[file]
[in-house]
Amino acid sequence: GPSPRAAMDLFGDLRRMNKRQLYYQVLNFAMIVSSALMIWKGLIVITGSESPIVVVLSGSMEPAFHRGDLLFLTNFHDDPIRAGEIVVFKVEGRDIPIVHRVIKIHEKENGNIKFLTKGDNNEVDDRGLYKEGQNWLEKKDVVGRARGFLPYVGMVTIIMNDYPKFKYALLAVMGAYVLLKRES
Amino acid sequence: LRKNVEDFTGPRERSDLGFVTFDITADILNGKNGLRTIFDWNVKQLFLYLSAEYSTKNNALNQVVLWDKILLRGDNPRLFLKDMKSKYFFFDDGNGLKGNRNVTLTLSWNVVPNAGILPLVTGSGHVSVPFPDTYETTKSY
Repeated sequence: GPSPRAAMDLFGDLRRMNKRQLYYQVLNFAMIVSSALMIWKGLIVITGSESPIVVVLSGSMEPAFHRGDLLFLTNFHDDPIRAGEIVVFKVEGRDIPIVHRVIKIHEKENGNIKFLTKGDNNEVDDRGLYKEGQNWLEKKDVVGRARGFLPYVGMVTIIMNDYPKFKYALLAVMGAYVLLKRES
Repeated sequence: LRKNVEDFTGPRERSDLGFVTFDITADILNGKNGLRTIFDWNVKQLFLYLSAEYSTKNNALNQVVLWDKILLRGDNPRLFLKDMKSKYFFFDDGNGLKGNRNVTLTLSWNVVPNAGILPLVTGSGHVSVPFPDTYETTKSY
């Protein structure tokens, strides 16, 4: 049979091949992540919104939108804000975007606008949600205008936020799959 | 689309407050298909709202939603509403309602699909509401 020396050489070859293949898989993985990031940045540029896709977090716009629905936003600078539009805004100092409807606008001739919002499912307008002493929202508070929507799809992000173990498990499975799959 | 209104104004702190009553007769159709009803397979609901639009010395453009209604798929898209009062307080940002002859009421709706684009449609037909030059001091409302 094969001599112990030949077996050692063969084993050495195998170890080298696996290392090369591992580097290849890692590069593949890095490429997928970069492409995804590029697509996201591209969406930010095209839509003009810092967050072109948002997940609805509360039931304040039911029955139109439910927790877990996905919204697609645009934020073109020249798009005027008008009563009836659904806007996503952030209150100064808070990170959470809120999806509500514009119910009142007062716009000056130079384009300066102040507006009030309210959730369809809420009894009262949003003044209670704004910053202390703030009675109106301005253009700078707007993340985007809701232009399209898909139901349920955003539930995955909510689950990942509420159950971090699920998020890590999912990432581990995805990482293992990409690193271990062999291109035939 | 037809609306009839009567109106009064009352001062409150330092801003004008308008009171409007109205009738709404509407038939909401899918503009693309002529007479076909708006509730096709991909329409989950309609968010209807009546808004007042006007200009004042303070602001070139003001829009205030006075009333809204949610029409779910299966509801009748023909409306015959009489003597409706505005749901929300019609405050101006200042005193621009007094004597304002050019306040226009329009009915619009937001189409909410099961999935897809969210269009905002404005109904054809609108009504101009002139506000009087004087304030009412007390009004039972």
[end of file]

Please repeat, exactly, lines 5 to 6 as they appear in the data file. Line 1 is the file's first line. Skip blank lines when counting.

Repeated sequence: LRKNVEDFTGPRERSDLGFVTFDITADILNGKNGLRTIFDWNVKQLFLYLSAEYSTKNNALNQVVLWDKILLRGDNPRLFLKDMKSKYFFFDDGNGLKGNRNVTLTLSWNVVPNAGILPLVTGSGHVSVPFPDTYETTKSY
């Protein structure tokens, strides 16, 4: 049979091949992540919104939108804000975007606008949600205008936020799959 | 689309407050298909709202939603509403309602699909509401 020396050489070859293949898989993985990031940045540029896709977090716009629905936003600078539009805004100092409807606008001739919002499912307008002493929202508070929507799809992000173990498990499975799959 | 209104104004702190009553007769159709009803397979609901639009010395453009209604798929898209009062307080940002002859009421709706684009449609037909030059001091409302 094969001599112990030949077996050692063969084993050495195998170890080298696996290392090369591992580097290849890692590069593949890095490429997928970069492409995804590029697509996201591209969406930010095209839509003009810092967050072109948002997940609805509360039931304040039911029955139109439910927790877990996905919204697609645009934020073109020249798009005027008008009563009836659904806007996503952030209150100064808070990170959470809120999806509500514009119910009142007062716009000056130079384009300066102040507006009030309210959730369809809420009894009262949003003044209670704004910053202390703030009675109106301005253009700078707007993340985007809701232009399209898909139901349920955003539930995955909510689950990942509420159950971090699920998020890590999912990432581990995805990482293992990409690193271990062999291109035939 | 037809609306009839009567109106009064009352001062409150330092801003004008308008009171409007109205009738709404509407038939909401899918503009693309002529007479076909708006509730096709991909329409989950309609968010209807009546808004007042006007200009004042303070602001070139003001829009205030006075009333809204949610029409779910299966509801009748023909409306015959009489003597409706505005749901929300019609405050101006200042005193621009007094004597304002050019306040226009329009009915619009937001189409909410099961999935897809969210269009905002404005109904054809609108009504101009002139506000009087004087304030009412007390009004039972």